Avery Bradley used to tape his ankles before games, practices, shootarounds, etc., but this season, the Celtics guard decided to stop.
“More than anything, I just didn’t want to tape anymore,” he said Friday.
But then Bradley sprained his right ankle against the Heat in mid-January, tried to return too soon after a five-game absence and aggravated his sprain, which kept him sidelined for 19 of the past 22 games entering Friday.
“As a result of me not taping, I injured myself,” Bradley said before he returned to action in the Celtics’ 87-80 loss to the Suns at TD Garden.
Though Bradley has started 43 games this season, coach Brad Stevens elected to bring him off the bench and play him limited minutes as the guard shakes off the rust after having not played or practiced for weeks.
Bradley, who is taping his ankles again, played 17 minutes, scoring 9 points on 4-of-12 shooting.
“I feel fine,” he said after. “It’s a little sore, but I’m going to ice and I’ll feel fine tomorrow.”
Bradley described his shot as “rusty” but said his ankle didn’t limit him.
“No problem,” he said. “Confident in it, I tried not to think about it. Don’t want to restrict my game at all.”
But how long until he regains his rhythm?
“It’s hard to say — it may be one game, it may be two games,” he said. “I don’t know.”
Said Stevens, “I thought [Bradley] was good. I thought he did a lot of good things, played hard, played with effort. I also thought he looked a little rusty in the first stint, better in the second. Hopefully he continues to shakes that rust off and gets a little bit of momentum going.”
Whether because of his ankle or his shoulders, injuries have hindered Bradley’s career, which is in its fourth season.
Entering Friday, the 23-year-old former Texas standout has played only 191 of a possible 294 regular-season games since being drafted in 2010.
Bradley hadn’t played since Feb. 9 and said being sidelined was tough, “especially because we haven’t been playing the way we could be playing. We haven’t been winning a lot of games.”
Bradley hasn’t been able to practice much but said he’s hopeful his conditioning won’t be far behind.
“He got in a good workout with our strength and conditioning people and he did all that he could,” Stevens said. “But now it’s just a little bit of trial by fire coming back. Hopefully it will be like riding a bike, he’ll come right back into it.”
Rondo will rest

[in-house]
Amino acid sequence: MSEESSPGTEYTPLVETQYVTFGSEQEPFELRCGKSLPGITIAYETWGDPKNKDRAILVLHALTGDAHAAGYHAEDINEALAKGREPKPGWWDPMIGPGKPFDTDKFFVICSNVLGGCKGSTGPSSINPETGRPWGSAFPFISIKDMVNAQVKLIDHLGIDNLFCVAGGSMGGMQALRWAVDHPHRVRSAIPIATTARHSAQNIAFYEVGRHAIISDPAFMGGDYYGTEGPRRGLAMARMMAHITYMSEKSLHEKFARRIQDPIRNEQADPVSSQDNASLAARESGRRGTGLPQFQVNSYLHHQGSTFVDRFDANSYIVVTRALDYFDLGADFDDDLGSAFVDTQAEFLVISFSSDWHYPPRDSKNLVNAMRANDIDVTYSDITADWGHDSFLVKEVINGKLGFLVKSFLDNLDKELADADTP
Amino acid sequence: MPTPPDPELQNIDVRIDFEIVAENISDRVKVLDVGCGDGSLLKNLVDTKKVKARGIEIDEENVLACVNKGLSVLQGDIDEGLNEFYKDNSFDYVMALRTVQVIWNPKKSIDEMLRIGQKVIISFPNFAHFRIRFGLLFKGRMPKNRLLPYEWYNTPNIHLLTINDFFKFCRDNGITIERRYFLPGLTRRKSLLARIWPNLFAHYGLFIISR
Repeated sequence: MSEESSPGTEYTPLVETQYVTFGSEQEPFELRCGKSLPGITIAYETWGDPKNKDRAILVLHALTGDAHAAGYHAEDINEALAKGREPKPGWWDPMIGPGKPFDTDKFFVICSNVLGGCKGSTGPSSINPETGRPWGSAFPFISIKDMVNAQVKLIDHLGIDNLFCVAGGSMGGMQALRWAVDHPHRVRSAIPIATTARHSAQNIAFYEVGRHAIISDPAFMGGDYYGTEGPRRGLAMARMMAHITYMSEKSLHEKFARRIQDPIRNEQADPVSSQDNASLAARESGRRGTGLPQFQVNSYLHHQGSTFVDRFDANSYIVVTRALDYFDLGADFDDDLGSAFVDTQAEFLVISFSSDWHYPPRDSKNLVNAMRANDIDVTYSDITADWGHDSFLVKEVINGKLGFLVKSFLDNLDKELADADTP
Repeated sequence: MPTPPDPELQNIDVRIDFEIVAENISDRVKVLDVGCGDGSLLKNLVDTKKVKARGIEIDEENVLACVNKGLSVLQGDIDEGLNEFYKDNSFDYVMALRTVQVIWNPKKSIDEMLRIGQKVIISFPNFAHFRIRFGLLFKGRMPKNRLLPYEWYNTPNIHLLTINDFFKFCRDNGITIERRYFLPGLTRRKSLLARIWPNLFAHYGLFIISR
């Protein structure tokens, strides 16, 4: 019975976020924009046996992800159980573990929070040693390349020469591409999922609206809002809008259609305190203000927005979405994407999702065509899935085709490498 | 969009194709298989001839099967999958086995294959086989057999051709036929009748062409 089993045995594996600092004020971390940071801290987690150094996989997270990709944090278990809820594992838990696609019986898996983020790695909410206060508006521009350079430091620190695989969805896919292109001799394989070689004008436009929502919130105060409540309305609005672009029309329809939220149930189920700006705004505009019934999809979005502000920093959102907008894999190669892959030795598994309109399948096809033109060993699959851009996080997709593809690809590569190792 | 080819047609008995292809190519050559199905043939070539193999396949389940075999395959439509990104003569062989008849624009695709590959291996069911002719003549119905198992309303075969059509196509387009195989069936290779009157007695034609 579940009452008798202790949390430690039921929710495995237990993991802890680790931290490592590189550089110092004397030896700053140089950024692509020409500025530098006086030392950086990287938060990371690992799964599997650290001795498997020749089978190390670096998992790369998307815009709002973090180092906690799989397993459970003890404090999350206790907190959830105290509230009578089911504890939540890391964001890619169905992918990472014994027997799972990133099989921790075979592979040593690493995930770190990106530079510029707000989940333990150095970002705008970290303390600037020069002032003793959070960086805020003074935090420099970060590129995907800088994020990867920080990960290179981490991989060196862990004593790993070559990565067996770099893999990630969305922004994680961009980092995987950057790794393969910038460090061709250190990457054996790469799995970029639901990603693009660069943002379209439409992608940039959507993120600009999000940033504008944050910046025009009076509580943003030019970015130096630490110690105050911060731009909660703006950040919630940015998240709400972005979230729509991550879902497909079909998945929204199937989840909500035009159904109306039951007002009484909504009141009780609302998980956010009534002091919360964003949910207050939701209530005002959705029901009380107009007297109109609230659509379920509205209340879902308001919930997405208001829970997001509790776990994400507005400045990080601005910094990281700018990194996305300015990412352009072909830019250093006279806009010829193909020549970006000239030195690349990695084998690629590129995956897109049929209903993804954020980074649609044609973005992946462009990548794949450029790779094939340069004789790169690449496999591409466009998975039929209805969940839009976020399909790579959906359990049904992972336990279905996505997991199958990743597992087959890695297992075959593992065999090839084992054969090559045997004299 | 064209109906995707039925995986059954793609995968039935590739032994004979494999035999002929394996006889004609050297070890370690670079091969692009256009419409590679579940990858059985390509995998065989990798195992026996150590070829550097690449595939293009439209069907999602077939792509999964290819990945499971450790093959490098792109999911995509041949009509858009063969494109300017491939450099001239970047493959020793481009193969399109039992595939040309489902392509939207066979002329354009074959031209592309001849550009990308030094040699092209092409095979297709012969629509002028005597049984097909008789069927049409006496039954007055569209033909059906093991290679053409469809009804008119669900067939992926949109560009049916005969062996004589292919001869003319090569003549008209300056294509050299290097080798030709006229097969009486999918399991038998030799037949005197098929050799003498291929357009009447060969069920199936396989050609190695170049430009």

Since returning to action in January, Rajon Rondo hasn’t played on the tail end of a back-to-back set, instead sitting out the second game to rest his surgically repaired right knee.
There has been a question of whether Rondo would play in the second game at all this season, but Stevens said Rondo probably wouldn’t.
“As I’ve looked at the schedule, that has been my best guess,” Stevens said. “I don’t know that it’s 100 percent that that will be the case. But the way that he has felt the day after games has again just been general soreness and he is getting back into a nice rhythm right now and I think the biggest thing is building on that as we move forward.”
Stevens added, “If he wakes up and he feels great one day, there’s nothing precluding him from saying, ‘Hey, I’m going to give it a run tonight.’ But it would be him, the trainers, and everybody else getting together and saying it.”
The Celtics have four back-to-backs sets left, meaning that Rondo might only play in 13 of the team’s final 17 games, potentially sitting out March 17 at Dallas, March 31 at Chicago, April 5 at Detroit, and April 12 at Cleveland.
The Celtics and Knicks don’t much care for each other.
That fact was driven home again when Celtics president Rich Gotham said that with legendary coach Phil Jackson likely joining the Knicks’ front office, “It’ll give us just one more reason to not like the Knicks.”
Gotham made his comments during a recent HuffPost Live conversation.
The Knicks then announced Friday that they’ll hold a news conference Tuesday for a “major announcement,” presumably to introduce Jackson.
“In Boston we like to have good reasons to not like the New York teams, particularly the Knicks, if you’re the Celtics,” Gotham said.
“Phil, he’s the guy who is the challenger to Red Auerbach’s record for most titles won as a coach, so bring it on. Give us a little more fuel for the rivalry . . . Having a guy like Phil around, it’s all good fun for us because he’s one of our nemeses.”
Jackson won 11 titles as a coach and two as a player. Auerbach won nine as a coach and seven as an executive.
Nets forward Paul Pierce, who spent 15 seasons with the Celtics, was asked Friday for his reaction to Jackson joining the Knicks.
“I don’t talk about the Knicks,” Pierce said, according to the New York Daily News. “No Knicks questions. Ever.”
The Celtics debuted their St. Patrick’s Day sleeved uniforms, which they’ll also wear Sunday at New Orleans and Monday at Dallas. The jerseys, designed by Adidas, are green with gold lettering and numbering. The Bulls also are wearing special uniforms this year . . . Butler University’s official mascot Blue III, also known as Trip, visited Stevens at the Garden as the famous bulldog continued his tour of the East Coast.